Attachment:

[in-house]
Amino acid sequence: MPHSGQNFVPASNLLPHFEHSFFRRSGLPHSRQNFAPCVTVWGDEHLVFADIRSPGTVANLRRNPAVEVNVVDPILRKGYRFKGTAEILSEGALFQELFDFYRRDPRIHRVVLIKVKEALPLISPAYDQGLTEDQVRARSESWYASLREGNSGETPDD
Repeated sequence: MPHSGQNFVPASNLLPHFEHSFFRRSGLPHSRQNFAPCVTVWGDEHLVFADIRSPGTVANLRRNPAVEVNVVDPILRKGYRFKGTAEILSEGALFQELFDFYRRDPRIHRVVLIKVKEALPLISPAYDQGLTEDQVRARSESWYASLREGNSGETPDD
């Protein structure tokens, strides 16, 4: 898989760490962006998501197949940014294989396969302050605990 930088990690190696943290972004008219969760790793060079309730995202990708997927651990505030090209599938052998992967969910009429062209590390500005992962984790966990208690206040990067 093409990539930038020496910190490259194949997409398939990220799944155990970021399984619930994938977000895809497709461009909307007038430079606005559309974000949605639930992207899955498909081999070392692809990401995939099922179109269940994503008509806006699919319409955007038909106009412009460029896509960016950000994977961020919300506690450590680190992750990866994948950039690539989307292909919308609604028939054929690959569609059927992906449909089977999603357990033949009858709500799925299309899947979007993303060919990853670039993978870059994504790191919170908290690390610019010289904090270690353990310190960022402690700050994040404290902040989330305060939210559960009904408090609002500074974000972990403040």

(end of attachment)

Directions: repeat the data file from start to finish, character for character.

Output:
[in-house]
Amino acid sequence: MPHSGQNFVPASNLLPHFEHSFFRRSGLPHSRQNFAPCVTVWGDEHLVFADIRSPGTVANLRRNPAVEVNVVDPILRKGYRFKGTAEILSEGALFQELFDFYRRDPRIHRVVLIKVKEALPLISPAYDQGLTEDQVRARSESWYASLREGNSGETPDD
Repeated sequence: MPHSGQNFVPASNLLPHFEHSFFRRSGLPHSRQNFAPCVTVWGDEHLVFADIRSPGTVANLRRNPAVEVNVVDPILRKGYRFKGTAEILSEGALFQELFDFYRRDPRIHRVVLIKVKEALPLISPAYDQGLTEDQVRARSESWYASLREGNSGETPDD
């Protein structure tokens, strides 16, 4: 898989760490962006998501197949940014294989396969302050605990 930088990690190696943290972004008219969760790793060079309730995202990708997927651990505030090209599938052998992967969910009429062209590390500005992962984790966990208690206040990067 093409990539930038020496910190490259194949997409398939990220799944155990970021399984619930994938977000895809497709461009909307007038430079606005559309974000949605639930992207899955498909081999070392692809990401995939099922179109269940994503008509806006699919319409955007038909106009412009460029896509960016950000994977961020919300506690450590680190992750990866994948950039690539989307292909919308609604028939054929690959569609059927992906449909089977999603357990033949009858709500799925299309899947979007993303060919990853670039993978870059994504790191919170908290690390610019010289904090270690353990310190960022402690700050994040404290902040989330305060939210559960009904408090609002500074974000972990403040």